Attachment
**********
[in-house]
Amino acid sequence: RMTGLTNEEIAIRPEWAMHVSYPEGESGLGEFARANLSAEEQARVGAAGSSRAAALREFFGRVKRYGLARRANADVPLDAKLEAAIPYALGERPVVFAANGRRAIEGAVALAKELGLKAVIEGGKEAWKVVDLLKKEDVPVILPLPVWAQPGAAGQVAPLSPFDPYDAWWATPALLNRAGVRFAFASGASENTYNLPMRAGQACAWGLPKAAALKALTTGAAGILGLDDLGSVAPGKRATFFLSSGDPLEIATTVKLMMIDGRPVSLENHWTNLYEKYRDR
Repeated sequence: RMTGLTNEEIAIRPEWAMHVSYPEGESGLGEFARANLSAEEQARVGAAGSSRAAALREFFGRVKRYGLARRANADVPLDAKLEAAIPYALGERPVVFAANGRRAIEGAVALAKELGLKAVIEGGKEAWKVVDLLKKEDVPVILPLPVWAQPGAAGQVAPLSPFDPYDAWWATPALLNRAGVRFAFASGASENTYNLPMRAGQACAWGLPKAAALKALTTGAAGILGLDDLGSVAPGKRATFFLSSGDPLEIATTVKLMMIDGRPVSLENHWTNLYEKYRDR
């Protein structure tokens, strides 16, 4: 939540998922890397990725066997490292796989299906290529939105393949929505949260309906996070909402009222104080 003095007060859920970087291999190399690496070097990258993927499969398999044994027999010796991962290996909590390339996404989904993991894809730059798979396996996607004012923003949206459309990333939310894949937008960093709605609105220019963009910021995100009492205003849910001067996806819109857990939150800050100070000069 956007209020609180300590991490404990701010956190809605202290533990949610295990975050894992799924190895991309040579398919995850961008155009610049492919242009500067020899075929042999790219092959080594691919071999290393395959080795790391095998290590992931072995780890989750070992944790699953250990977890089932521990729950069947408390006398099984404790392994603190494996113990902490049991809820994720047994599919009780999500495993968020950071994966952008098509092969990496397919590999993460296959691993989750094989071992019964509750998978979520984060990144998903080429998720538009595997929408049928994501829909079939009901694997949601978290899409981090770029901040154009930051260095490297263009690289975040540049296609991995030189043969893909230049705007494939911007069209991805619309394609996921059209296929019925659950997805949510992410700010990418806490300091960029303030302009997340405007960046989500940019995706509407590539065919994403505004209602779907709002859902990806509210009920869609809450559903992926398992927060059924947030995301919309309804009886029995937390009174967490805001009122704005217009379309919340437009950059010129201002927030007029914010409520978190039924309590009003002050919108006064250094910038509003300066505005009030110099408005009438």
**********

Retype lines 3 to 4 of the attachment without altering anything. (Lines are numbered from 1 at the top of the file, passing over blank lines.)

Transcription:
Repeated sequence: RMTGLTNEEIAIRPEWAMHVSYPEGESGLGEFARANLSAEEQARVGAAGSSRAAALREFFGRVKRYGLARRANADVPLDAKLEAAIPYALGERPVVFAANGRRAIEGAVALAKELGLKAVIEGGKEAWKVVDLLKKEDVPVILPLPVWAQPGAAGQVAPLSPFDPYDAWWATPALLNRAGVRFAFASGASENTYNLPMRAGQACAWGLPKAAALKALTTGAAGILGLDDLGSVAPGKRATFFLSSGDPLEIATTVKLMMIDGRPVSLENHWTNLYEKYRDR
């Protein structure tokens, strides 16, 4: 939540998922890397990725066997490292796989299906290529939105393949929505949260309906996070909402009222104080 003095007060859920970087291999190399690496070097990258993927499969398999044994027999010796991962290996909590390339996404989904993991894809730059798979396996996607004012923003949206459309990333939310894949937008960093709605609105220019963009910021995100009492205003849910001067996806819109857990939150800050100070000069 956007209020609180300590991490404990701010956190809605202290533990949610295990975050894992799924190895991309040579398919995850961008155009610049492919242009500067020899075929042999790219092959080594691919071999290393395959080795790391095998290590992931072995780890989750070992944790699953250990977890089932521990729950069947408390006398099984404790392994603190494996113990902490049991809820994720047994599919009780999500495993968020950071994966952008098509092969990496397919590999993460296959691993989750094989071992019964509750998978979520984060990144998903080429998720538009595997929408049928994501829909079939009901694997949601978290899409981090770029901040154009930051260095490297263009690289975040540049296609991995030189043969893909230049705007494939911007069209991805619309394609996921059209296929019925659950997805949510992410700010990418806490300091960029303030302009997340405007960046989500940019995706509407590539065919994403505004209602779907709002859902990806509210009920869609809450559903992926398992927060059924947030995301919309309804009886029995937390009174967490805001009122704005217009379309919340437009950059010129201002927030007029914010409520978190039924309590009003002050919108006064250094910038509003300066505005009030110099408005009438």